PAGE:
A 2018 paper published in BioScience, led by researchers at UC-Berkeley, predicted that the massive tree die-off over the last decade in the Sierra Nevada could serve as pockets of fuel for severe, unpredictable wildfires - warning readers that the dead tree material could fuel mass fires in the future. Dr. Brandon Collins, a co-author of the paper and Berkeley Forests Researcher, discusses the impacts of the widespread tree mortality on the still-burning Creek Fire.
Dr. Scott Stephens, Co-Director of Berkeley Forests, joins KQED's Forum to discuss what it would take to rework how California manages wildfires and forests to create landscapes more resilient to wildfire.
Berkeley Forests is hiring a Facility Maintenance and Heavy Equipment Operator to work across our network of research forests.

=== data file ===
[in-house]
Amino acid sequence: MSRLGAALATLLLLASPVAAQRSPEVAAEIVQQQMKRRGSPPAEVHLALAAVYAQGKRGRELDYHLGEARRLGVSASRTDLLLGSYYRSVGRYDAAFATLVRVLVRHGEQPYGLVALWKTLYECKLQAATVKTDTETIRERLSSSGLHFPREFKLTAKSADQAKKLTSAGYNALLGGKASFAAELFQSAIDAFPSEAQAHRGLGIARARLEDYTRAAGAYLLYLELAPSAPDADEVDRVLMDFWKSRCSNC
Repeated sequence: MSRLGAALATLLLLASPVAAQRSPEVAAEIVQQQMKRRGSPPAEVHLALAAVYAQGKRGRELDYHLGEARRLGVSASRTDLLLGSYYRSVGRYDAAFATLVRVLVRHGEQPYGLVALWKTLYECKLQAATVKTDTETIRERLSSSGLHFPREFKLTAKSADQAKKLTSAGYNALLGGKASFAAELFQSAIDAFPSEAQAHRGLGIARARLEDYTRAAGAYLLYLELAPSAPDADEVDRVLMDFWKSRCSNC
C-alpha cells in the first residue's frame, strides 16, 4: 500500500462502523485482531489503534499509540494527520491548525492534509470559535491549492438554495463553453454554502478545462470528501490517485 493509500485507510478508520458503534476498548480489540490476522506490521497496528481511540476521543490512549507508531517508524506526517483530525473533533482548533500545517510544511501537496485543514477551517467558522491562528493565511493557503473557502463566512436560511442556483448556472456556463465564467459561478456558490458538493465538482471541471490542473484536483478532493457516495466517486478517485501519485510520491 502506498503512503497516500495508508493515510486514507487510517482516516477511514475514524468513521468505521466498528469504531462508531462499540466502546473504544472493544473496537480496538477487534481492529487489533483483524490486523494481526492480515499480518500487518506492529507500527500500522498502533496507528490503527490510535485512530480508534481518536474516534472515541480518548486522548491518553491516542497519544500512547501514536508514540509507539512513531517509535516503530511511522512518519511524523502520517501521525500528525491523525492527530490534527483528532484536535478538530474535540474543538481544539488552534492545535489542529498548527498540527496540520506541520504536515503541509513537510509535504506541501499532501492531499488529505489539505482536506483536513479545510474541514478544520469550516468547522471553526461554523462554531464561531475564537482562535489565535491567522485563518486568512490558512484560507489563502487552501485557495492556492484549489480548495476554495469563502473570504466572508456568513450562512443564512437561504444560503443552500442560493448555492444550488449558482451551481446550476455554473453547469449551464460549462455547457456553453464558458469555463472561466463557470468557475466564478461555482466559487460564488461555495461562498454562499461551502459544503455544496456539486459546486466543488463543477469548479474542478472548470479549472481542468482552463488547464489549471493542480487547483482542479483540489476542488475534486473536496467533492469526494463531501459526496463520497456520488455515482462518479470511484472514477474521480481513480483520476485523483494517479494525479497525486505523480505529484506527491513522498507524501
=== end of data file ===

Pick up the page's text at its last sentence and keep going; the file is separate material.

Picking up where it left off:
Berkeley Forests Co-Director, Dr. Scott Stephens, joins KQED's Newsroom to discuss how California residents and firefighters are adapting to the hundreds of fires that have burned more than a million acres in California this year.
Berkeley Forests Co-Director Scott Stephens joins KQED's Forum to discuss the impacts of the multiple fires burning around the San Francisco Bay Area.
In a study published in Frontiers in Ecology and the Environment today, environmental science, policy, and management professor Scott Stephens and co-authors investigate the role which fire and restoration thinning could play in restoring California’s forests.
In accordance with the current guidance from both UC Berkeley and the state of California re: COVID-19, Berkeley Forests offices will be closed, with staff and faculty working remotely until May 3rd.